Tonight, we convened in midtown for the annual Fall for Dance Festival at City Center. Around 6:30PM, a hard and steady rain began to fall, drenching all those lined up along West 55th Street, hoping for a crack at last-minute availabilities to this evening’s sold out performance.
We, of course, had snagged our hard-won tickets the first hour they went on sale, a couple of weeks ago.
SYB for his efforts in the endeavor, unfortunately, didn’t even get to attend, ceding his seat to DM.
On the bill tonight: The American Ballet Theatre‘s only festival appearance: “Le Corsaire” (Pas de Deux), which is among classical ballet’s most celebrated and performed — some would say: clichéd — excerpts. It was to be the evening’s most traditional set, nestled among four other non-ballet segments. My personal favorite was the show opener, a rousing acrobatic, street dance-influenced set by the French hip-hop company Compagnie Käfig. Just before the intermission, the Ballet Hispanico spiced things up with excerpts from their sultry “Club Havana,” followed by dance legend Carmen deLavallade, in a short, rather hammy set piece. (deLavallade, for her part, looked remarkably limber for her 76 years.) Doug Varone and Dancers closed out the show with a frustratingly repetitive modern dance segment, set to Philip Glass’s “The Light“.
For $10 a seat, though, the audience could afford to be, and was, enthusiastic and magnanimous in their applause throughout. I’ll leave the peformance reviews to the experts, but overall we had a great time, enhanced in no small part for some (or at least one) of us by the pre-show vodka and sake flights. Yes, you know who you are.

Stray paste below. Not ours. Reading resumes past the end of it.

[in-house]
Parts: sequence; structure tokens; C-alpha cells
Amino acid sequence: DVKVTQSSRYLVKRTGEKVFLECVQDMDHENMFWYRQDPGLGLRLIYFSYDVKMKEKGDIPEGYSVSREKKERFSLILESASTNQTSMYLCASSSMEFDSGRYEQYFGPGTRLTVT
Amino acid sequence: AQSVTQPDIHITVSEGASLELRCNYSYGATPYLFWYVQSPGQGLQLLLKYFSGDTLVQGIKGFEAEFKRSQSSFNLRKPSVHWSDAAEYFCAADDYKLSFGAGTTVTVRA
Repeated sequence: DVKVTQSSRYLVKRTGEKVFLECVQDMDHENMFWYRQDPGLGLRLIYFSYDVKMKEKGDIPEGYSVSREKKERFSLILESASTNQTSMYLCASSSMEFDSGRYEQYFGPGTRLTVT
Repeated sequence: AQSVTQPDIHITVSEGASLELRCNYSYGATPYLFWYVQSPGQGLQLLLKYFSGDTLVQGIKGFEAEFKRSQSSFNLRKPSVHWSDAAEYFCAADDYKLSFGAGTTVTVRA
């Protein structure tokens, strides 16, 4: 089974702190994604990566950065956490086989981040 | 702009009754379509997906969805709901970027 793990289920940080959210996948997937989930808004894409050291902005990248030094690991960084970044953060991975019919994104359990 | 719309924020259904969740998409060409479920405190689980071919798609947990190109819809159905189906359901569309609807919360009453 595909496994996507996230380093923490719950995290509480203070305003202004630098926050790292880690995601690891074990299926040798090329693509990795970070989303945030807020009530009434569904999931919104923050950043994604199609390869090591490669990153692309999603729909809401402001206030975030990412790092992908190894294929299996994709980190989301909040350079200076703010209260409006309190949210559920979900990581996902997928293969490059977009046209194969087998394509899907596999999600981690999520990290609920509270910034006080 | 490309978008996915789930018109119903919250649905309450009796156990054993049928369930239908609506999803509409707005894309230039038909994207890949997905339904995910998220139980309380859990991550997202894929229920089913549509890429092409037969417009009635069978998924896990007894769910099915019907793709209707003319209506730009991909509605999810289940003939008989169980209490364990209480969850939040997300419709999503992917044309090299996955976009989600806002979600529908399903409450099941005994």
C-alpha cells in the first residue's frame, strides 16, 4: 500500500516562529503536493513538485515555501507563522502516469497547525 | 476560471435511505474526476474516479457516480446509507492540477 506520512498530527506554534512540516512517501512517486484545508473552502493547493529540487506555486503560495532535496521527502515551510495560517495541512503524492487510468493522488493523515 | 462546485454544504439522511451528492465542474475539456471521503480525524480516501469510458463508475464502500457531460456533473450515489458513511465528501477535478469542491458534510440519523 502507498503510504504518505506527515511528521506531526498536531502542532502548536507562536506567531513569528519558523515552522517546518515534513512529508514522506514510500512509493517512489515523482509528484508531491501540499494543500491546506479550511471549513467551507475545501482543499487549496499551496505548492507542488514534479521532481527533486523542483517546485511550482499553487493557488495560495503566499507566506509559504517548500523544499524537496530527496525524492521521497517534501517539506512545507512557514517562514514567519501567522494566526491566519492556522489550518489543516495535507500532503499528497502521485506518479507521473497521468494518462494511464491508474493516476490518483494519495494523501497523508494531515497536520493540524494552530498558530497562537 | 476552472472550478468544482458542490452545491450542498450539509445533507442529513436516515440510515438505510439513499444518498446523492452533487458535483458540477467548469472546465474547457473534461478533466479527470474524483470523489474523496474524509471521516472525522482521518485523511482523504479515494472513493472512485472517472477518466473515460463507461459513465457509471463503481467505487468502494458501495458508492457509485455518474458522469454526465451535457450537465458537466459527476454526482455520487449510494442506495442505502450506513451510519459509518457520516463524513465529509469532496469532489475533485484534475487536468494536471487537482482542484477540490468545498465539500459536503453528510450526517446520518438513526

DM, who knows more about dance than the rest of our group combined, offered some insights into tonight’s venue and program, visibly wincing at my woefully misguided frames of reference: deLavallade’s husband (and costume designer for her set) Geoffrey Holder as “the guy from those 7-Up commercials” and Pilobulus as “the troupe that performed at the Oscars.”
A patch left unpainted during the City Center’s 1980s renovation, to reveal the original intricate Moorish detailing beneath:
After the show, hoping to catch one last glimpse of those Käfig dancers at the adjacent Lounge FFD, we had our minor celebrity sighting of the night when we spotted deLavallade mingling with Mr. Keaton from Family Ties, a.k.a. Michael Gross.
What would we do, baby,
Sha la la la.